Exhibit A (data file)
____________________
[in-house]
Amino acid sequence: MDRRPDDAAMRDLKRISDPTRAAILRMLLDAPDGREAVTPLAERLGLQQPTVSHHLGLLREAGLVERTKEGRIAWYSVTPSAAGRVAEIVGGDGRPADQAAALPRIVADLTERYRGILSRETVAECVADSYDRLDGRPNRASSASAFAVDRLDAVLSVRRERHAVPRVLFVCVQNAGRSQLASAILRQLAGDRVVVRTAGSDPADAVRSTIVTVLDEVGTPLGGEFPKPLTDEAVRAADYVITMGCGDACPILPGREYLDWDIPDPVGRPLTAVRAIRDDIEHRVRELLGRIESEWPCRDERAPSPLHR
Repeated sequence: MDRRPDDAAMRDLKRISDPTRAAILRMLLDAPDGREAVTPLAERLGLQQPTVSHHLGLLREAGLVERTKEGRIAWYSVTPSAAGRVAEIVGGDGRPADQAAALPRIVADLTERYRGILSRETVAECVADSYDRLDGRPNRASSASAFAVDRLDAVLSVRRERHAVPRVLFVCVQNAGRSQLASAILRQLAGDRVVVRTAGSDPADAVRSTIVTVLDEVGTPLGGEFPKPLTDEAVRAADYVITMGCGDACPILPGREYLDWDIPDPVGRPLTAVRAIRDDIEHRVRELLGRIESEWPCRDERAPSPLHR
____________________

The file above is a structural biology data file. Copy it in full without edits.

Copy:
[in-house]
Amino acid sequence: MDRRPDDAAMRDLKRISDPTRAAILRMLLDAPDGREAVTPLAERLGLQQPTVSHHLGLLREAGLVERTKEGRIAWYSVTPSAAGRVAEIVGGDGRPADQAAALPRIVADLTERYRGILSRETVAECVADSYDRLDGRPNRASSASAFAVDRLDAVLSVRRERHAVPRVLFVCVQNAGRSQLASAILRQLAGDRVVVRTAGSDPADAVRSTIVTVLDEVGTPLGGEFPKPLTDEAVRAADYVITMGCGDACPILPGREYLDWDIPDPVGRPLTAVRAIRDDIEHRVRELLGRIESEWPCRDERAPSPLHR
Repeated sequence: MDRRPDDAAMRDLKRISDPTRAAILRMLLDAPDGREAVTPLAERLGLQQPTVSHHLGLLREAGLVERTKEGRIAWYSVTPSAAGRVAEIVGGDGRPADQAAALPRIVADLTERYRGILSRETVAECVADSYDRLDGRPNRASSASAFAVDRLDAVLSVRRERHAVPRVLFVCVQNAGRSQLASAILRQLAGDRVVVRTAGSDPADAVRSTIVTVLDEVGTPLGGEFPKPLTDEAVRAADYVITMGCGDACPILPGREYLDWDIPDPVGRPLTAVRAIRDDIEHRVRELLGRIESEWPCRDERAPSPLHR